Study shows young workers in demand
According to a study by local recruitment portal Job Korea, in which the company analyzed 60,000 headhunting requests made on its website during the first five months of this year, the most sought-after workers were those in their third year of experience. About 56 percent of total requests from recruiters were for workers with less than five years of experience.
Job market experts say that hiring trends are changing to favor younger workers because procuring hardworking, non-managerial-level talents has become a significant factor in corporate competitiveness.
Demand for workers with limited experience was the highest in technology R&D and marketing positions.
“As the competition in the global high-tech market has recently become fiercer than ever, Korean export companies are largely investing in research and development to stay competitive. The trend has boosted demand for quality, experienced talents in the local headhunting market,” said Choi Chang-ho, vice president of Job Korea. “In addition, in the years of low economic growth, demand in marketing and sales personnel has also gone up, as companies are trying to overcome their sales that are recently falling short.”
Another contributing factor to the increased hiring of younger workers is that recruiters now largely work online, where they are more likely to encounter less experienced workers. Online postings have expanded the age pool of workers hoping to find a new job.
And with higher worker turnover, Korean companies are more frequently turning to recruiters for help. Requests made to recruiters increased 28.7 percent in the first half of this year, compared to the same period last year, according Job Korea.
The electronics, electricity, IT solutions and telecommunication industries looked to recruit less experienced researchers and technicians, while retail and trade industries wanted the same level of experience for marketing employees.
Despite a positive economic outlook and continuous trade surplus records, such hiring trend stands out in most part of the private sector - with the exception of a few conglomerates with more than 1,000 employees. Korean companies still appear to suffer from the sluggish local economy.
According to a study by the Korea Employers Federation last month, of 407 member companies with at least 100 employees, only conglomerates with more than 1,000 workers increased their capacity for new hires, by an average of 0.3 percent. Groups with between 300 and 999 employees hired an average of 0.7 percent fewer new workers, and small and midsize companies reduced their new hires by 1.7 percent.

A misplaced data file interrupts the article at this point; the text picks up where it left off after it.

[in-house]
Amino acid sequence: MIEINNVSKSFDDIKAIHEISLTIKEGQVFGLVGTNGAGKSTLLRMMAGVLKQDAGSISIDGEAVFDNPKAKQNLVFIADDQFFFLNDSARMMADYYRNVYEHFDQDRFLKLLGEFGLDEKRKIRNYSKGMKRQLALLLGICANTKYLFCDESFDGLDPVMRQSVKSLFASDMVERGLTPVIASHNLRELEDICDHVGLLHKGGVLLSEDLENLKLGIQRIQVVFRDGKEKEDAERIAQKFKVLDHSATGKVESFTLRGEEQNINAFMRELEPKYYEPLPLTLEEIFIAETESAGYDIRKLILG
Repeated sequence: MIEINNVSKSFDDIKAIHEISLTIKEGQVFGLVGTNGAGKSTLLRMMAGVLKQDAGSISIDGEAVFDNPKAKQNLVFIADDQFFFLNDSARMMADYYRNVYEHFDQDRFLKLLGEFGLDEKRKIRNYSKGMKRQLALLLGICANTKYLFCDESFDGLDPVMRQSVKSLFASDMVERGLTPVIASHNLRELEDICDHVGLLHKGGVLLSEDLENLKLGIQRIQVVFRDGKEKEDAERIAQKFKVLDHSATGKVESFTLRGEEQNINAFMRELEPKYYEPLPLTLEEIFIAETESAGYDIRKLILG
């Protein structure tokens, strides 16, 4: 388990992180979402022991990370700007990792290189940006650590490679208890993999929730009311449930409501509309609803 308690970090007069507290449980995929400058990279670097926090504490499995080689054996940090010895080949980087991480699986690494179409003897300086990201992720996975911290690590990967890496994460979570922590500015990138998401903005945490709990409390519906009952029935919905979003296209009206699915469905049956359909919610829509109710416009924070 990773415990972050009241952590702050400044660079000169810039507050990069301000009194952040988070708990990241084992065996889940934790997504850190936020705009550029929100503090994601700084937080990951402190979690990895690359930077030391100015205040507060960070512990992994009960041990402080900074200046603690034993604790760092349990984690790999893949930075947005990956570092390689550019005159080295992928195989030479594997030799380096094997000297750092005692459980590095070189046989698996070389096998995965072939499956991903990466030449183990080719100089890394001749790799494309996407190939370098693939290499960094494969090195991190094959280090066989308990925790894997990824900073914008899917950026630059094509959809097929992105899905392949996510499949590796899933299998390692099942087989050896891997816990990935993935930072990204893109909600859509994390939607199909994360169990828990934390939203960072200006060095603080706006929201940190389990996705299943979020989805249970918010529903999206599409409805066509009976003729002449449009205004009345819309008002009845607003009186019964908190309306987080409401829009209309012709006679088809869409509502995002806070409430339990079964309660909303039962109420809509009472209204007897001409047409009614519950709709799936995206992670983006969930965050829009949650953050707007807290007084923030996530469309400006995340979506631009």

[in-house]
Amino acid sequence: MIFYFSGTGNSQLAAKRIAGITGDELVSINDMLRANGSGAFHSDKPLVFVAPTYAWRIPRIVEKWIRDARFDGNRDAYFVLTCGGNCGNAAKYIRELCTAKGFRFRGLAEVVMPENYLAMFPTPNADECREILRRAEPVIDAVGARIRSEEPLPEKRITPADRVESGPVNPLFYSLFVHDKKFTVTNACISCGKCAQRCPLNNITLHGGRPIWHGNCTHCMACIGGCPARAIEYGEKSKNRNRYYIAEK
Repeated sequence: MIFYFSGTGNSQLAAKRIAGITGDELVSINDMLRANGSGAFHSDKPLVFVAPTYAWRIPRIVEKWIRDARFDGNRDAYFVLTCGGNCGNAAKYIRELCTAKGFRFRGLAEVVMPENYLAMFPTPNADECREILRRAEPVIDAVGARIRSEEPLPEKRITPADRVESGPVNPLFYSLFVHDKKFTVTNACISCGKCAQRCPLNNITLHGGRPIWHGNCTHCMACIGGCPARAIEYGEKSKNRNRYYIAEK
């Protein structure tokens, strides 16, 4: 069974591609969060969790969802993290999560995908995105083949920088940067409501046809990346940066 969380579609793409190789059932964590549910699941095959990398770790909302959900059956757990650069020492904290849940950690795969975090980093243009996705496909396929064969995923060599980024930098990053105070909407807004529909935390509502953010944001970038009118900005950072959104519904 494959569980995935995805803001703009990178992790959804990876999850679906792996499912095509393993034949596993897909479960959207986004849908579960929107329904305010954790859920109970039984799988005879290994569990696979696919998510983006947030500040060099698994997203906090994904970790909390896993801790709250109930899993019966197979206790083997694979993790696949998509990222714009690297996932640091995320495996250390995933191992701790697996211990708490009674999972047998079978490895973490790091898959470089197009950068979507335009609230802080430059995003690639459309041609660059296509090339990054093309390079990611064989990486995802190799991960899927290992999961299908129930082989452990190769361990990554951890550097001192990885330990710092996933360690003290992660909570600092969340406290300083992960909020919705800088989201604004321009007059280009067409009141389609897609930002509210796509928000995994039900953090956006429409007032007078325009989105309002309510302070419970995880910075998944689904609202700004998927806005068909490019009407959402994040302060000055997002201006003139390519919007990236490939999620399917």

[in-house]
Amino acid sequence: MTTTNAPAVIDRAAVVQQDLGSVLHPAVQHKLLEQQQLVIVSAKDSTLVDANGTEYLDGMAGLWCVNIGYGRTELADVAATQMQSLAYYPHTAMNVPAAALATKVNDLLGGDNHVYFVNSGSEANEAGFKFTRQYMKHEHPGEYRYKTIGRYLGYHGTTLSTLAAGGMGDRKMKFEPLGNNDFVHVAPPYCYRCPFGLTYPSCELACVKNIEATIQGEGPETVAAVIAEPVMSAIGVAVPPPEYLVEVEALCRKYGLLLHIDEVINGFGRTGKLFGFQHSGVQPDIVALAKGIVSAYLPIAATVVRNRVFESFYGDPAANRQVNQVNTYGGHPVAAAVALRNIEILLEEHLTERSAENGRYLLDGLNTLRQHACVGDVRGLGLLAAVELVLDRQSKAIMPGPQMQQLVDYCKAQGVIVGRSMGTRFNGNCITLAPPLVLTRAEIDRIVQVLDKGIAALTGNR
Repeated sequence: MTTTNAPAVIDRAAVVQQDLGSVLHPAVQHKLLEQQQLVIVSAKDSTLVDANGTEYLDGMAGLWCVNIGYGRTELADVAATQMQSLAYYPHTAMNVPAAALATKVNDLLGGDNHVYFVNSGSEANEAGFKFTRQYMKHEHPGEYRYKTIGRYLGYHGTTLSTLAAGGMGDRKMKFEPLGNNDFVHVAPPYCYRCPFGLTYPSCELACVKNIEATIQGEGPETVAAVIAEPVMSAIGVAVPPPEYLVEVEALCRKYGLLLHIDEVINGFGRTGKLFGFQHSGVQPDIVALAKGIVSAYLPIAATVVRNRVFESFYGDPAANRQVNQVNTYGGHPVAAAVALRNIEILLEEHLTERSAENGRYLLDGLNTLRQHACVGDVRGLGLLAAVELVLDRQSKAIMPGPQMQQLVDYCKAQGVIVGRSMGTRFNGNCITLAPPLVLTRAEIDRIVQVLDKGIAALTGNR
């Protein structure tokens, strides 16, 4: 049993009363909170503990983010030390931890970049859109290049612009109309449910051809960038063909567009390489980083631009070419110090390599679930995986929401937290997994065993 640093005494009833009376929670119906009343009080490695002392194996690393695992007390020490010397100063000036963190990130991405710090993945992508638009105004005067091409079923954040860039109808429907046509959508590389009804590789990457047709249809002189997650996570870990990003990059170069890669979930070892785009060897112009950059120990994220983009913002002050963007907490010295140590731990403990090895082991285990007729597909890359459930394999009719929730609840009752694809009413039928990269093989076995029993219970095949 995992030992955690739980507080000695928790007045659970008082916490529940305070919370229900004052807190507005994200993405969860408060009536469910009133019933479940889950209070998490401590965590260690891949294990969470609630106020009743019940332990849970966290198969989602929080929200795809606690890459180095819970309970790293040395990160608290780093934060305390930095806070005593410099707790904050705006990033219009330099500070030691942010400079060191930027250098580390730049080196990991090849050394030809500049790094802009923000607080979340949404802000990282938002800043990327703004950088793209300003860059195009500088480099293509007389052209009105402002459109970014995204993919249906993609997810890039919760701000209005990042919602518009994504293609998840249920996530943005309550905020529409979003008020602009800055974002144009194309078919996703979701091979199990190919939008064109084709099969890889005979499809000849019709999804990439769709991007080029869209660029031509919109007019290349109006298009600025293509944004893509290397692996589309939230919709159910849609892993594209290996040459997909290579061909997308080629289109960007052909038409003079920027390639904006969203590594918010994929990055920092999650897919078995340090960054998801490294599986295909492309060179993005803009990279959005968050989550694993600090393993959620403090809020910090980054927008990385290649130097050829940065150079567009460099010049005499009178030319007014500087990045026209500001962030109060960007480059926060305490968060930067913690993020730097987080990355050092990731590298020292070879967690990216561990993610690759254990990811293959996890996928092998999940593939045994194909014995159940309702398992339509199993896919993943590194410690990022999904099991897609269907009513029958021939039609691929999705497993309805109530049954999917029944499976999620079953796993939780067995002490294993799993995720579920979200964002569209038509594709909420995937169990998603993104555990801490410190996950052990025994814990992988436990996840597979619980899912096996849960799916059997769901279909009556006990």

The survey found that 30 percent of Korean companies that said they do not plan to hire new workers this year cited the sluggish real economy as the main reason. Other reasons included personnel costs (21 percent) and a change in labor laws to expand employee benefits (20 percent).
The trend of preferring workers with a few years of experience to those who are either fresh out of college or veteran managers has been accelerated by higher turnover among junior-level employees.
“Korean workers started taking a more proactive approach in career management by voluntarily choosing to leave their job, instead of being removed during corporate restructuring, which has happened more frequently in unstable economic times since the Asian financial crisis of 1998,” Choi Na-eun, a researcher at LG Economic Research Institute, said in a report.
In the past, Korean recruiters preferred to handpick experienced workers through internal networks or temporary job openings, which were often closed to the public, and used headhunters only to hire high-level executives.
Human resources experts say that employees should find a headhunter who specializes in their industry or position even if they are not currently seeking a new job.
“Since securing talent has become important for companies, it is advantageous for workers to move to another company in the same field and to a similar position where they can demonstrate their capacity,” said Byun Ji-sung, manager at Job Korea. “Whether or not you are considering leaving your job, building and maintaining a close relationship with a recruiter helps workers stay updated about each industry, and it may help you find a better workplace match.”
Byun also advised workers to keep their project portfolios and resume updated on online job recruitment websites.
BY KIM JI-YOON [firstname.lastname@example.org]
with the Korea JoongAng Daily
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